From the moment a person finds out they're pregnant, they are faced with a long list of do's and don'ts. On that list is the recommendation that pregnant people should not scoop the cat litter box.
Why shouldn’t pregnant people scoop the litter box?
The cat litter box poses a risk of infection with the parasite Toxoplasma gondii, which causes the disease toxoplasmosis. The parasite is quite common, and it's estimated that more than 40 million people have it in the US alone. Most healthy people will show either no symptoms or minor flu-like symptoms, and have no idea they were ever infected.
But people who are infected just prior to or during pregnancy can pass the parasite on to their unborn children. In this situation, the consequences can be dire: eye damage, blindness, brain damage, and mental impairment. Infected pregnant people can be treated with medication, and both parent and baby should be closely monitored thereafter. If affected, the baby may not show signs until well after birth.
Cat feces pose a low but serious risk
Despite the high number of infections in the US, it's not cats or the litter box that is most likely to transmit the parasite.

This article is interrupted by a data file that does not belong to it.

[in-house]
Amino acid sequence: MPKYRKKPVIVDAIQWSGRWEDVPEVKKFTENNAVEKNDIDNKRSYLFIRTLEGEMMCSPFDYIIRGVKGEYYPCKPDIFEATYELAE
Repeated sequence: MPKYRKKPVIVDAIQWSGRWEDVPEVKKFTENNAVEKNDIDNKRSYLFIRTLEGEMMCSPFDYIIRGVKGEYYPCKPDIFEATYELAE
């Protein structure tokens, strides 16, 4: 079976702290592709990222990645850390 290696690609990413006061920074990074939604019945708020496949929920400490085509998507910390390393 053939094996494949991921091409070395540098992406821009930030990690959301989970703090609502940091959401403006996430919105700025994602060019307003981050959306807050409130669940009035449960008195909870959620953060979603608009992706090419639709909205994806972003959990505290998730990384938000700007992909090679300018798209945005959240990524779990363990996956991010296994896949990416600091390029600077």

According to the CDC, people are more likely to get toxoplasmosis from eating raw meat or gardening.
Cats themselves typically contract the parasite by eating raw meat (think mice, birds, and other prey) or soil, and they're not the only animals that can carry it. The difference is, cats are the only species that excrete the parasite when it is in its infectious stage. They do this in the litter box, in your home, for up to three weeks if they are infected.
Oftentimes, cats get exposed to the parasite when they are young, so they are immune to it later in life. Even if you let your cat venture outdoors, it's typically only on the first infection that they'll shed the parasite through their feces. Your vet can perform bloodwork to tell if your cat is infected with Toxoplasma and treat any infection.
Protect yourself from infection
Avoid interacting with the litter box